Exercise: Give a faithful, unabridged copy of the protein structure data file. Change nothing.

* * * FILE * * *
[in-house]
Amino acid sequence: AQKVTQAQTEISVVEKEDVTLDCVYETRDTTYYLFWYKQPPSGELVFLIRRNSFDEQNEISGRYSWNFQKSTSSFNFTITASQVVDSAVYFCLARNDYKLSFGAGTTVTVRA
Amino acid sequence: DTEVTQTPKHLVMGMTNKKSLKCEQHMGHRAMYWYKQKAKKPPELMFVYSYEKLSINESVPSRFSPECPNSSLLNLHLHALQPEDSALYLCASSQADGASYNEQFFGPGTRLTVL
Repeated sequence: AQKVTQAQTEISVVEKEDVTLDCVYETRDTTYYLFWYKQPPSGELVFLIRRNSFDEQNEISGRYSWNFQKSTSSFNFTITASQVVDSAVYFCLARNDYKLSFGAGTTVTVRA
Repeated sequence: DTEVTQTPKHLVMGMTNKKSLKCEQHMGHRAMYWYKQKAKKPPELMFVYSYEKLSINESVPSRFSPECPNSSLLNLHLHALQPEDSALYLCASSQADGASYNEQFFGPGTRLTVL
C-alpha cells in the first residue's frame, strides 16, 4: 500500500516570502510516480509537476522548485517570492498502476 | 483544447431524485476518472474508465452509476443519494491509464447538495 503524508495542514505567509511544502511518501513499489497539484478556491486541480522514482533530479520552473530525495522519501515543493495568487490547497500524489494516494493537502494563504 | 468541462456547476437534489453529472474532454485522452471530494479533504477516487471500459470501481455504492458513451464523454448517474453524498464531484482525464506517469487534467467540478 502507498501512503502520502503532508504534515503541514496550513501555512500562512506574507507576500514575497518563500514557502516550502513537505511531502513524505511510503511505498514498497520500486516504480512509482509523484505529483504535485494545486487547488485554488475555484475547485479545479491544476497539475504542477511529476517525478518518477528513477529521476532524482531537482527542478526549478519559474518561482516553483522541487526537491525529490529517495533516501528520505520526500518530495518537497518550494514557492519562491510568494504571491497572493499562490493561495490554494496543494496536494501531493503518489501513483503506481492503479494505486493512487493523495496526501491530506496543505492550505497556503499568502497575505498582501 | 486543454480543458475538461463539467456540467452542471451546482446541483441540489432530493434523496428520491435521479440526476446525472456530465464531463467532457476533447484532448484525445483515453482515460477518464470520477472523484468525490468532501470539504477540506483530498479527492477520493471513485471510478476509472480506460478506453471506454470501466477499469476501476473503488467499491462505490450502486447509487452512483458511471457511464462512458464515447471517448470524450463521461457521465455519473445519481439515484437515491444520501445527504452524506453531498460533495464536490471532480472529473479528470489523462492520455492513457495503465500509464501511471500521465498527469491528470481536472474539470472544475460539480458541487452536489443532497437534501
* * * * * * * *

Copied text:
[in-house]
Amino acid sequence: AQKVTQAQTEISVVEKEDVTLDCVYETRDTTYYLFWYKQPPSGELVFLIRRNSFDEQNEISGRYSWNFQKSTSSFNFTITASQVVDSAVYFCLARNDYKLSFGAGTTVTVRA
Amino acid sequence: DTEVTQTPKHLVMGMTNKKSLKCEQHMGHRAMYWYKQKAKKPPELMFVYSYEKLSINESVPSRFSPECPNSSLLNLHLHALQPEDSALYLCASSQADGASYNEQFFGPGTRLTVL
Repeated sequence: AQKVTQAQTEISVVEKEDVTLDCVYETRDTTYYLFWYKQPPSGELVFLIRRNSFDEQNEISGRYSWNFQKSTSSFNFTITASQVVDSAVYFCLARNDYKLSFGAGTTVTVRA
Repeated sequence: DTEVTQTPKHLVMGMTNKKSLKCEQHMGHRAMYWYKQKAKKPPELMFVYSYEKLSINESVPSRFSPECPNSSLLNLHLHALQPEDSALYLCASSQADGASYNEQFFGPGTRLTVL
C-alpha cells in the first residue's frame, strides 16, 4: 500500500516570502510516480509537476522548485517570492498502476 | 483544447431524485476518472474508465452509476443519494491509464447538495 503524508495542514505567509511544502511518501513499489497539484478556491486541480522514482533530479520552473530525495522519501515543493495568487490547497500524489494516494493537502494563504 | 468541462456547476437534489453529472474532454485522452471530494479533504477516487471500459470501481455504492458513451464523454448517474453524498464531484482525464506517469487534467467540478 502507498501512503502520502503532508504534515503541514496550513501555512500562512506574507507576500514575497518563500514557502516550502513537505511531502513524505511510503511505498514498497520500486516504480512509482509523484505529483504535485494545486487547488485554488475555484475547485479545479491544476497539475504542477511529476517525478518518477528513477529521476532524482531537482527542478526549478519559474518561482516553483522541487526537491525529490529517495533516501528520505520526500518530495518537497518550494514557492519562491510568494504571491497572493499562490493561495490554494496543494496536494501531493503518489501513483503506481492503479494505486493512487493523495496526501491530506496543505492550505497556503499568502497575505498582501 | 486543454480543458475538461463539467456540467452542471451546482446541483441540489432530493434523496428520491435521479440526476446525472456530465464531463467532457476533447484532448484525445483515453482515460477518464470520477472523484468525490468532501470539504477540506483530498479527492477520493471513485471510478476509472480506460478506453471506454470501466477499469476501476473503488467499491462505490450502486447509487452512483458511471457511464462512458464515447471517448470524450463521461457521465455519473445519481439515484437515491444520501445527504452524506453531498460533495464536490471532480472529473479528470489523462492520455492513457495503465500509464501511471500521465498527469491528470481536472474539470472544475460539480458541487452536489443532497437534501